Education is a fundamental human right and is widely acknowledged as one of the most sustainable means of transforming and empowering a population.Increasing access to education at all levels can improve the overall health and longevity of societies and grow economies. Yet in many developing countries, access is limited by numerous factors such as affordability, conservative gender roles, distance and conflict.
It is common to see the bottom poor struggle through basic primary and secondary education. High dropout levels are recorded, especially when learning is not subsidised or provided free of charge by the government. This has led to a rise in the number of unemployed youth in Africa today who lack the market-oriented and relevant skills to earn a living from jobs in the formal sector. Underemployment is also growing steadily with youth opting to search for informal jobs to make as much money as possible to provide for themselves and their families. Taking up casual employment in the informal sector is not sustainable as these opportunities are hard to come by and compensation is very little – averaging CHF 2 daily. In many cases, African societies are left with the burden of dealing with idle youth who will do whatever they can to survive, often engaging in crime.
Consequently, Swisscontact identified the need to sustainably close this skills gap and empower vulnerable youth through vocational training. Since inception 60 years ago, we have been engaged in the design and implementation of several sustainable projects. Together with our local partners, we implement comprehensive vocational training programmes. We support local institutions to build quality education systems while helping selected providers to improve the quality of their training courses. By involving the private sector, we are able to develop concepts for hands-on, apprenticeship-based vocational training. We operate on the premise that skills development goes beyond the conventional understanding of vocational training and includes every kind of learning that extends the ability of people to take control of their lives and increase their chances of a sustainable livelihood.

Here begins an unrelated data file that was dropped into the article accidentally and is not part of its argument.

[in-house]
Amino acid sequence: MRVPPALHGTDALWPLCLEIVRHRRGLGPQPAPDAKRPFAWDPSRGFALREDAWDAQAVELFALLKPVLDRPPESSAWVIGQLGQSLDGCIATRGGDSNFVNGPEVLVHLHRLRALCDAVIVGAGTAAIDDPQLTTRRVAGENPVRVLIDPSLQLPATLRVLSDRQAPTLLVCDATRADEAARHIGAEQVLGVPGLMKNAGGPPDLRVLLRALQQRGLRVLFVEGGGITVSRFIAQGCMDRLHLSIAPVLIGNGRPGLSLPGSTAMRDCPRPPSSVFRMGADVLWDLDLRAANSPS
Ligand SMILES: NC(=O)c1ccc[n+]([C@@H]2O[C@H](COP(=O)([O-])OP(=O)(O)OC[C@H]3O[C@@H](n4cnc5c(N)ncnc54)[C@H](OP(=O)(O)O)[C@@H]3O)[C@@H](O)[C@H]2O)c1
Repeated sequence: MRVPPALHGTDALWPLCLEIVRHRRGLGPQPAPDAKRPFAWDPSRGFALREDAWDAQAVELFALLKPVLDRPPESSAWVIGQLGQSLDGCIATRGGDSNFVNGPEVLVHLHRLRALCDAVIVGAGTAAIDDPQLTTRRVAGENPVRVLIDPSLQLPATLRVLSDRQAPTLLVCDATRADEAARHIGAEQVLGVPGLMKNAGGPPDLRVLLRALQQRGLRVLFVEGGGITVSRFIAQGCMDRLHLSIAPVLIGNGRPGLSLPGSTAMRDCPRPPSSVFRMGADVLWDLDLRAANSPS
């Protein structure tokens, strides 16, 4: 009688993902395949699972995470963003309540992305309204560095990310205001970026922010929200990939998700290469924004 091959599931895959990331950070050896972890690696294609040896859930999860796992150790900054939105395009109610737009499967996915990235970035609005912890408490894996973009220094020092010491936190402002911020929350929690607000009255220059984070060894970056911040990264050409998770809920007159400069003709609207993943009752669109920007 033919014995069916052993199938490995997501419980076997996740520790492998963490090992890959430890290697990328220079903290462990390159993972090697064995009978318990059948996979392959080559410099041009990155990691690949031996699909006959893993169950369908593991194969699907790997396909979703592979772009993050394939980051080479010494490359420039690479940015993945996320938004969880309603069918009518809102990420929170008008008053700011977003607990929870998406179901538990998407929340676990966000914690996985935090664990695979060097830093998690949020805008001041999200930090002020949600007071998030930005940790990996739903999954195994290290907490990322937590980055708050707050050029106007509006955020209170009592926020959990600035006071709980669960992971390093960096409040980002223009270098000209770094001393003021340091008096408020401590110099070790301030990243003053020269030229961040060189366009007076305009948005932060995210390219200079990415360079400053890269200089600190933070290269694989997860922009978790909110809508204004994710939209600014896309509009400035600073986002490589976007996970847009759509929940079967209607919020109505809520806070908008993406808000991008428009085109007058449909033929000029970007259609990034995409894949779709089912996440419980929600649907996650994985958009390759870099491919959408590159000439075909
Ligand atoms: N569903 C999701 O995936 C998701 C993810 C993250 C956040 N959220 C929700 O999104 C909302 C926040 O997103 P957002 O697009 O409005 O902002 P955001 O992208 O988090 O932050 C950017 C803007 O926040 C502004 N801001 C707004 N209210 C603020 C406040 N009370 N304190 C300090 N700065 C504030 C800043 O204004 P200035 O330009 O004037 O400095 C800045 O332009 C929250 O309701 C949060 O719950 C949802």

Swisscontact has, in the past, received funding from the Swiss Agency for Development and Cooperation (SDC) to implement skills development projects globally. Today in the Central, East and Southern Africa (CESAF) region, there are five skills development projects funded by SDC. In the last few months, the region received additional funding for the continuation of 2 projects; the Promoting Market Oriented Skills Training and Employment Creation in the Great Lakes Region (PROMOST) project and the Promoting Life Skills and Livelihoods – Skills for Life (S4L) project.
PROMOST is the largest skills development project in the CESAF region and is implemented in Rwanda, Burundi and DR Congo. It received CHF 14,762,730 for the implementation of its 3rd phase which began on 1st September 2019 and will run till 30th June 2022. The project aims to contribute to increased income generation for the rural population in target geographical areas in the Great Lakes Region by improving their access to quality and labour-market-oriented vocational training and after training to support them to be economically productive. It seeks to achieve increased income for disadvantaged young women and men as a result of exposure to inclusive, relevant and well-coordinated Vocational Education and Training (VET) and labour market insertion leading to increased employment and self-employment opportunities. It is expected that by the end of the third phase, approximately 7,000 youth (600 in Rwanda, 3,800 in Burundi and 2,600 in DRC) will have benefited from the training opportunities offered. 50% of these trainees will be women, and at least 70% will be productively engaged (employed or self-employed), earning 20% more income.
The Skills for Life project also received its 3rd series of funding valued at CHF 3,877,105 for implementation in the next three years from 1st September 2019 to 31st August 2022. The project aims to promote socio-economic integration of refugees and the host communities in Kakuma and Kalobeyei Integrated Settlement through enhanced self/employment, job creation and income generation initiatives. It’s unique as it does not only target youth from the refugee communities but also those from the host community. The skills learnt in the training sessions within the camps represent a broad range of trades and occupations, most of which will be useful in the event of early repatriation or resettlement. By the end of the 3rd phase, the project aims to have enrolled 6,000 youth (50% female, 50% refugee) to the training sessions, 4,600 of whom should have graduated. It is anticipated that at least 3,000 direct beneficiaries (out of the targeted 4,600) will have gained meaningful employment and self-employment and at least 2,500 will have gained more than 100% additional income in comparison to what they earned before training. Further, the project expects to contribute to the start-up and establishment of 1,300 new micro-businesses (both individual and group businesses) and that 2,400 beneficiaries will begin saving and accessing loans and financial advisory services from Mavuno groups and other formal financial service providers.